Essay by Anonymous UserHigh School, 12th gradeA+, February 1996

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It all started in the interesting city of New York. The smog ridden streets were filled with people. On a quiet little street corner, there was a small shop owned by Harvey Goldstein. Mr. Goldstein was a well-to-do merchant. He traded in all sorts of imports, and was generally a moral man. He did not buy goods from sweatshops nor did he ever cheat a customer. At 1:31 P.M. on May 15, 1996, he stepped out of his shop on the Upper East Side of Manhattan to meet a man who dealt in Asian silk screens downtown. He had been listening to traffic radio AM 530 and, deciding that traffic was too heavy, planned to take the subway. Goldstein was a smart man, very smart, who had built his store and his fortune out of blood, toil, tears, and sweat. Goldstein was also an upstanding member of the Jewish community whom everybody loved, but he never did anything extra, out of the ordinary, for anyone but himself.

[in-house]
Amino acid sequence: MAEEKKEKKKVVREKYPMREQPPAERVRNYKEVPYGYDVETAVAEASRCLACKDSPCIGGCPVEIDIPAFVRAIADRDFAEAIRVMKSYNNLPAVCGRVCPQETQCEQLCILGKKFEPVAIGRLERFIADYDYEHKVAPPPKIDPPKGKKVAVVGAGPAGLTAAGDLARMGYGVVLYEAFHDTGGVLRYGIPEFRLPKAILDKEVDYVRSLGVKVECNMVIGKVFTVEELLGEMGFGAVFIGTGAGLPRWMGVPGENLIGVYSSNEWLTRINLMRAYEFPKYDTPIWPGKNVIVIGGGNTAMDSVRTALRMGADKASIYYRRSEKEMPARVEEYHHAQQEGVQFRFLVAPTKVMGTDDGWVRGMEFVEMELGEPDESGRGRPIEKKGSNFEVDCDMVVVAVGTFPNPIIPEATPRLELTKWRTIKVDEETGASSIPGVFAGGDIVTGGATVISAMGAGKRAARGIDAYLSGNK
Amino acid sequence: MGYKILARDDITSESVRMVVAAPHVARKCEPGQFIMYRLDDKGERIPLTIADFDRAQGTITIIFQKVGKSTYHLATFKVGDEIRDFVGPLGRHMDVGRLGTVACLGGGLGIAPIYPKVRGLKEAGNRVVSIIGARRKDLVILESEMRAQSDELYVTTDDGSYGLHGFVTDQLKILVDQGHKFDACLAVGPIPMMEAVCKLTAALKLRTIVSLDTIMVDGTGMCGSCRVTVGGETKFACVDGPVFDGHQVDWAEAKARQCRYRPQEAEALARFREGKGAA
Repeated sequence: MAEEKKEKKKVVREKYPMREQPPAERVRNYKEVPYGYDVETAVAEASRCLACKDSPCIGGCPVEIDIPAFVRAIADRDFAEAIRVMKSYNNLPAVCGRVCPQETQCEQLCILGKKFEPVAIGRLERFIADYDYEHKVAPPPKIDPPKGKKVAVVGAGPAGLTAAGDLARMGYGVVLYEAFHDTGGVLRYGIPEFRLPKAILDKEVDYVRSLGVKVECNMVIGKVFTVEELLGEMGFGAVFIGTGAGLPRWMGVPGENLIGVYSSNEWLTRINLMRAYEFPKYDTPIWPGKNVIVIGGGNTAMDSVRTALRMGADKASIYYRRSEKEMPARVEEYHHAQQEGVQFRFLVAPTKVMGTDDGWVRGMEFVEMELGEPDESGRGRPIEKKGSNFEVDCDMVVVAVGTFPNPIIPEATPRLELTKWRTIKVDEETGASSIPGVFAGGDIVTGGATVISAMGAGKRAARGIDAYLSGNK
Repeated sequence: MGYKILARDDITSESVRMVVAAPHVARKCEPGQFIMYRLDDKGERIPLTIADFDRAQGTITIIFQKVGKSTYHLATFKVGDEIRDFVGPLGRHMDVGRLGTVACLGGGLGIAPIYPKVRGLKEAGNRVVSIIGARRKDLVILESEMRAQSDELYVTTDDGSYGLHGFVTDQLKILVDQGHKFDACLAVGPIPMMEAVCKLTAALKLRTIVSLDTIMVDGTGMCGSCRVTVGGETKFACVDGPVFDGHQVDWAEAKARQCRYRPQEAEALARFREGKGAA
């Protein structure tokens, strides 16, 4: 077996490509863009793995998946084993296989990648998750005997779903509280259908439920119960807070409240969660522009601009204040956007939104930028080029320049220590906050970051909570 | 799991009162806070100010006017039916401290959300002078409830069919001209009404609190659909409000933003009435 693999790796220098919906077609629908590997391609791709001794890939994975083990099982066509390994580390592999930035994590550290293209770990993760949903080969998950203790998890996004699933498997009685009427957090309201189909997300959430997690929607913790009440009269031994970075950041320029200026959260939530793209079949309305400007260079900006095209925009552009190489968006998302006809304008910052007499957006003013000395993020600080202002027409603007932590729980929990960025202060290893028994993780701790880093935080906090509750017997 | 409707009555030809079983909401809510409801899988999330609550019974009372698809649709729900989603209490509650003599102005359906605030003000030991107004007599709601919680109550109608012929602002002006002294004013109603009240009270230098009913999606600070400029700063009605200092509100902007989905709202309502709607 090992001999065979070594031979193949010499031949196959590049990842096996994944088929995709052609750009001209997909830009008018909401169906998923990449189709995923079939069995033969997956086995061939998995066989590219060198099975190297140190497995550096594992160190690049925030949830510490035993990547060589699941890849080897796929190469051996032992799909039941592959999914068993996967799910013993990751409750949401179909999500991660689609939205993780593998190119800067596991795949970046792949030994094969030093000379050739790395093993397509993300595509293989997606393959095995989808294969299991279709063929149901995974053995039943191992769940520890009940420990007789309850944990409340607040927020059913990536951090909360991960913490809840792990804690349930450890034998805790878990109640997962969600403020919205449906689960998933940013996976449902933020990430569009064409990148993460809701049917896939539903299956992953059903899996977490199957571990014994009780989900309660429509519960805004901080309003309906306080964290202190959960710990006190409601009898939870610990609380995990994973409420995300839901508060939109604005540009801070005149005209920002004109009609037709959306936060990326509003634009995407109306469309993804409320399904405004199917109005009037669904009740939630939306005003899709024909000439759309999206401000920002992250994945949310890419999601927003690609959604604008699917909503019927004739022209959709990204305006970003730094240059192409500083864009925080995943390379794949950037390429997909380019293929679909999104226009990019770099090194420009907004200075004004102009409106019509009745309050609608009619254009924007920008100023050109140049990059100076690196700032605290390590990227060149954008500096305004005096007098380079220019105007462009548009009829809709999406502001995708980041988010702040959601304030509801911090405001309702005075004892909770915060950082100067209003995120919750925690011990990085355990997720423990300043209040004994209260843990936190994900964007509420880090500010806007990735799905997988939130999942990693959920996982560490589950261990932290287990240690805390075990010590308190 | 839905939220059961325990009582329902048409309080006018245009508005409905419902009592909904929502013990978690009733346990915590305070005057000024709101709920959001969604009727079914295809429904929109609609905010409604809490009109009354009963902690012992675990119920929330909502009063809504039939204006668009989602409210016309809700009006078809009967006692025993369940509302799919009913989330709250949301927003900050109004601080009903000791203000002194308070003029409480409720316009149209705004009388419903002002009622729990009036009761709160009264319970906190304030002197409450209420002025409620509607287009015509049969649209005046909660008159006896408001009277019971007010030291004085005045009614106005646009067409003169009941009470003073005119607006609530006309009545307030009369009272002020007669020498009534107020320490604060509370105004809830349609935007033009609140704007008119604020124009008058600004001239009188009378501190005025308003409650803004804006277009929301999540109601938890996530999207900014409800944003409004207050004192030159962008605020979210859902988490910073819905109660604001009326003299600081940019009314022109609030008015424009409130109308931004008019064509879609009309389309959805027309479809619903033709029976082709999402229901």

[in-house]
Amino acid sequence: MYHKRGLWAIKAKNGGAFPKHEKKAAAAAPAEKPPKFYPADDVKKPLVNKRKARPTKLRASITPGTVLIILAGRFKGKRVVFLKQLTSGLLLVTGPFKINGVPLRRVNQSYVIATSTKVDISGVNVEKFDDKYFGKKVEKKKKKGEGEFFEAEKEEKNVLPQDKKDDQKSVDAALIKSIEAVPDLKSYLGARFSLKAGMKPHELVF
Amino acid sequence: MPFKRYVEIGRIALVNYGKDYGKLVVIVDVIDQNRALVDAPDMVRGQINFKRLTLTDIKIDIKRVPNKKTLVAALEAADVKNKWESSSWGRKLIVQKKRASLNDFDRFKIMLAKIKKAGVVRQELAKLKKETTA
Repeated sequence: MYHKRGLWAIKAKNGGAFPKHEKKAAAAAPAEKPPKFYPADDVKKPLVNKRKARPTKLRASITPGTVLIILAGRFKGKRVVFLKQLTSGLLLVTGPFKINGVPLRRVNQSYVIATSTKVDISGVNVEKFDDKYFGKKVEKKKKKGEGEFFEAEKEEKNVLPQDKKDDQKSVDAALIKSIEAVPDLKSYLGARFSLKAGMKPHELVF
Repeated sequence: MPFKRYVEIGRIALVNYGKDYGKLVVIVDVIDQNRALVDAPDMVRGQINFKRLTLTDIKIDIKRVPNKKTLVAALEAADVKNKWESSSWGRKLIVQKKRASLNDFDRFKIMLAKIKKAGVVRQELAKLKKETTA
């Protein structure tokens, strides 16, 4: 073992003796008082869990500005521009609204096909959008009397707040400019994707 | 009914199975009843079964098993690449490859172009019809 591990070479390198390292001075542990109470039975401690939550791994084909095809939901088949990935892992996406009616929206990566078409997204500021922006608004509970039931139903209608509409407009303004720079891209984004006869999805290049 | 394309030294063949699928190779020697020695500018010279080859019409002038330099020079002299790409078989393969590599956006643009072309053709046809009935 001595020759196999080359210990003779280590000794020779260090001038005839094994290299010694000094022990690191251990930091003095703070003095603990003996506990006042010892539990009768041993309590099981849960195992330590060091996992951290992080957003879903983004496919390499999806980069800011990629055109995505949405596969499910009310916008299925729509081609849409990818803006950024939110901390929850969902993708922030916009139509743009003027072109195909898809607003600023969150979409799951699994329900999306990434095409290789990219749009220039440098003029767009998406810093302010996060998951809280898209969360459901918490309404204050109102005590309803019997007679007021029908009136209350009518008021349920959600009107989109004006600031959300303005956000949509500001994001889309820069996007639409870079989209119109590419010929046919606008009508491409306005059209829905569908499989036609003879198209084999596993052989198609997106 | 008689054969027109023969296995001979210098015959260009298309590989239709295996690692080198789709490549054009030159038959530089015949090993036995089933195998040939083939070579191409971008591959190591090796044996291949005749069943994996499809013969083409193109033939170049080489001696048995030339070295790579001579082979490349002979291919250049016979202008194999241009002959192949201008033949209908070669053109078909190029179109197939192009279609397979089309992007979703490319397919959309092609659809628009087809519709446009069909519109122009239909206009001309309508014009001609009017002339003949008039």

On the other side of town there was a new arrival to the city. This man's name was Running Bear. He was an American Indian who had gone to New York to seek his fortune; however, he soon fell upon hard times. He had lived a life of monetary deprivation on the plains of Colorado, and had proceeded to New York by Amtrak with only a dollar and a dream. Things did not go as planned, though; he could not find a job and had taken to panhandling and sleeping in the streets. His dreams, no doubt influenced by the fumes coming up from the sewer, were of money. A good man who only wanted to work and make a decent living, he had gone to the welfare office a few...